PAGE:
C57BL/6 mice were used in this study. After 21 days housed in the ICES without topical treatment, mice were randomized into three groups: a) a group that did not receive any topical treatment (ICES); b) a group that received 10 µl/eye 0.01 M PBS (0.01 M, pH 7.4; Maixin Technology, Fujian, China) bilaterally four times a day (ICES+PBS); and c) a group that received 10 µl/eye trehalose (30 mg/ml, 87.6 mM; Théa laboratories, Clermont Ferrand, France) bilaterally four times a day (ICES+TT). Both treated groups received topical eye drops on the same daily regimen for 3 weeks. Normal C57BL/6 mice not housed in the ICES that did not receive any topical treatment (UT) were used as controls.

Corneal fluorescein and Oregon Green dextran staining

Corneal epithelial staining with Oregon Green dextran (OGD; 70,000 MW; Invitrogen Inc., Grand Island, NY) was assessed in the three different groups. Briefly, 0.5 μl of 50 μg/ml OGD was instilled in the ocular surface 1 min before euthanasia. Corneas were rinsed with 2 ml PBS and photographed with a stereoscopic zoom microscope (V20; Zeiss with krypton-argon and He-Ne laser; Carl Zeiss Meditec, Ltd., Thornwood, NY) under fluorescence excitation at 470 nm. Images were obtained 2 h after instillation of the last treatment drop and were processed. The fluorescein solution contained 1 mg fluorescein sodium in 0.5 ml PBS. The severity of corneal OGD staining shown in digital images was graded by two masked observers, using the Baylor grading scheme for corneal fluorescent staining. The number of fluorescein staining dots were graded in the 1-mm central cornea zone of each eye, on a standardized five-point scale (0 dot, grade 0; 1–5 dots, grade 1; 6–15 dots, grade 2; 16–30 dots, grade 3; 30 dots, grade 4). One point was added to the score if there was one area of confluent staining, and two points were added for two or more areas of confluence.

Immunofluorescent staining

Occludin, involucrin, and small proline-rich protein 2 (SPRR-2) were evaluated with laser scanning confocal microscopy in whole mounted corneas, and heat shock protein 70 (HSP70) and matrix metalloproteinase 9 (MMP-9) were evaluated in tissue sections.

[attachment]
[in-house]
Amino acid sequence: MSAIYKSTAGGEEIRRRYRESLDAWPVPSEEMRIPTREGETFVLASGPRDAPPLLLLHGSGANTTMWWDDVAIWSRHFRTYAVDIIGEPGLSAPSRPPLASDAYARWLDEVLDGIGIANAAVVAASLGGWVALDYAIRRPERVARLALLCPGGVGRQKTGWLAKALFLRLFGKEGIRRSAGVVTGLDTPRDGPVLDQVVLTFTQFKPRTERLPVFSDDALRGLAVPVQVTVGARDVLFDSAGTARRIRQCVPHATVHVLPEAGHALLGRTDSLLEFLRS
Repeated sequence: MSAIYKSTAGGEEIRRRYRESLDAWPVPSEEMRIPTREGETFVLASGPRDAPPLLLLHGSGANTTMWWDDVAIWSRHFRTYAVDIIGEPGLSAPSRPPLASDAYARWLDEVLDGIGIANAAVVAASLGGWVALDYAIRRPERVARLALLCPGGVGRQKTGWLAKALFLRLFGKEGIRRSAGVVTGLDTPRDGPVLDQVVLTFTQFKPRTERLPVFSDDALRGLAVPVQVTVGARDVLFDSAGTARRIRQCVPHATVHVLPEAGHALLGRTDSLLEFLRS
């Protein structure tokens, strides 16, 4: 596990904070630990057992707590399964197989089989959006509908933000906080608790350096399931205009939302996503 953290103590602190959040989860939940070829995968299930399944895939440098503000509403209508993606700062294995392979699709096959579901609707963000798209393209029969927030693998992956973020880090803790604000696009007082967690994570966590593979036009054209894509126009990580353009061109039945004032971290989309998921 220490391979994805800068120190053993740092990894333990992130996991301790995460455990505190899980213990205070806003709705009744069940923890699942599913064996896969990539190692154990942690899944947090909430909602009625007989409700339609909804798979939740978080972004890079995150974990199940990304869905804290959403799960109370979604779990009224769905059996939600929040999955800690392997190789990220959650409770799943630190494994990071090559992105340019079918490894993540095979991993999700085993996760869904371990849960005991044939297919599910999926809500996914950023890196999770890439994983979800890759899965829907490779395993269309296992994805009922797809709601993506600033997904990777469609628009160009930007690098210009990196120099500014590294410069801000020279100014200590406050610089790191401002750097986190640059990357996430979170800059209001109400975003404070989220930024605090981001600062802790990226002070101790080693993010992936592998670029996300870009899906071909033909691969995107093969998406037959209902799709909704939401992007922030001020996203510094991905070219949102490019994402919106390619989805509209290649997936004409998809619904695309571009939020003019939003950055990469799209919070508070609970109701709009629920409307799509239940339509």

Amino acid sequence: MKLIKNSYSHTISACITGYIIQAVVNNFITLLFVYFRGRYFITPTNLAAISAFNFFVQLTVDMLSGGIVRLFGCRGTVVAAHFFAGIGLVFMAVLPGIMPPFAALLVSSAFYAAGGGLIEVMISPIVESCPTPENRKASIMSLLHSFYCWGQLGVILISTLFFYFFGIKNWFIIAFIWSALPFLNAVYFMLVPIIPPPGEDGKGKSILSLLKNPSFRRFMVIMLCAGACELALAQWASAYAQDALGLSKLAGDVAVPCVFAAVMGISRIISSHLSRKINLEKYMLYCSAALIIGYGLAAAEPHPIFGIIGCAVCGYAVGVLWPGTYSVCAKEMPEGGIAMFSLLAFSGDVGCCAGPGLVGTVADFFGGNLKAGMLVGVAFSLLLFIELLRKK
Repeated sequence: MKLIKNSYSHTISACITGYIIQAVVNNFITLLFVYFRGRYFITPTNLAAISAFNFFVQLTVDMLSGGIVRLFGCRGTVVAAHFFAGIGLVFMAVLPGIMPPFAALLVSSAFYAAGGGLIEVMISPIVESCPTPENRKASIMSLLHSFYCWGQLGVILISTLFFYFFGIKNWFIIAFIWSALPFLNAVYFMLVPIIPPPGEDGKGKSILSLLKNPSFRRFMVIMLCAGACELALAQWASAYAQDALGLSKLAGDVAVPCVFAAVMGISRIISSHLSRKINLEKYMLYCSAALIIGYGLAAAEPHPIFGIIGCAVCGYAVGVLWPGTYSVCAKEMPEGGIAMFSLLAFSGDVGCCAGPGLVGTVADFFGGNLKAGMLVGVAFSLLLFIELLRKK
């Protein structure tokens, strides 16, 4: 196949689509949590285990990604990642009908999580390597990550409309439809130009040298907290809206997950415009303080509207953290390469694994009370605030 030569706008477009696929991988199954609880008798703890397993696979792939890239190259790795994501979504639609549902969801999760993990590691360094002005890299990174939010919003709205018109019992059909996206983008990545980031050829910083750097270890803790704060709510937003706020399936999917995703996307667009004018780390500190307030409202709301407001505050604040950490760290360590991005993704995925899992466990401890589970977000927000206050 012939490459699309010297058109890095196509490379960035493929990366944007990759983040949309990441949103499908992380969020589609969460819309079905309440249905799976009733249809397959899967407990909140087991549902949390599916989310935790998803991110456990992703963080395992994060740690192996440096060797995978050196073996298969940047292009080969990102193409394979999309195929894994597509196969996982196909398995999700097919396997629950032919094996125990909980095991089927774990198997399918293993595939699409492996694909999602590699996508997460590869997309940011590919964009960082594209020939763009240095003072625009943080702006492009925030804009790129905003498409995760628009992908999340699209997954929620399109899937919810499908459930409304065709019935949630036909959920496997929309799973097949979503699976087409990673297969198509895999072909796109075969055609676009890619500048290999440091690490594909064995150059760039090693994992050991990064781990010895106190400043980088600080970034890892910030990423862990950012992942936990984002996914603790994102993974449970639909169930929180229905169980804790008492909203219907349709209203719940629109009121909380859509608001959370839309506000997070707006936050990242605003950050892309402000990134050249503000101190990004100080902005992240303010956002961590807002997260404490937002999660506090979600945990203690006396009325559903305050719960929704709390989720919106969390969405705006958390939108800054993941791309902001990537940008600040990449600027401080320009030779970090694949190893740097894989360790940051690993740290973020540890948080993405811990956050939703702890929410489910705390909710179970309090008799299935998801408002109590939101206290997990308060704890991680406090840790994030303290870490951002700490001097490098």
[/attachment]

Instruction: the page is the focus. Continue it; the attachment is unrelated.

The eyes of mice from each group were excised, embedded in optimal cutting temperature compound (OCT compound; VWR, Suwanee, GA), and flash frozen in liquid nitrogen. Sagittal 8-µm sections were cut with a cryostat (HM 550; Microm, Waldorf, Germany) and placed on glass slides that were stored at –80 °C. The whole corneas from each group (three corneas/group per experiment, in three different sets of experiments) were freshly harvested. Tissues were fixed with either methanol at 4 °C for 10 min (occludin, HSP70, and MMP-9) or acetone at –20 °C for 5 min (involucrin and SPRR-2). After fixation, they were permeabilized with PBS containing 0.1% Triton-X for 10 min. Then they were blocked with 20% normal goat serum in PBS for 45–60 min (HSP70, MMP-9, occludin, and SPRR-2) or 20% normal horse serum (involucrin). Primary polyclonal rabbit antibody against HSP70 (1:100 dilution; Boster Bio-engineering Limited Company, Wuhan, China), polyclonal rabbit antibody against MMP-9 (1:100 dilution; Abcam, Cambridge, MA), polyclonal rabbit antibody against occludin (1:50 dilution, 5 μg/ml; Zymed, San Francisco, CA), polyclonal rabbit serum against SPRR-2 (1:100 dilution of neat serum; Alexis Biochemicals, San Diego, CA), or polyclonal goat anti-involucrin (1:20 dilution, 2 μg/ml; Santa Cruz Biotechnology, Santa Cruz, CA) were applied and incubated for 12 h at 4 °C. Secondary antibodies, Alexa-Fluor 488-conjugated goat antirabbit immunoglobulin G (1:300; Invitrogen, Molecular Probes, Eugene, OR) or Alexa-Fluor 488-conjugated donkey antigoat immunoglobulin G (1:300; Invitrogen Molecular Probes), were then applied and incubated in a dark chamber for 1 h, followed by counter-staining with propidium iodide (1:200 dilution) or 4',6-diamidino-2-phenylindole (1:1,000 dilution) for 30 min.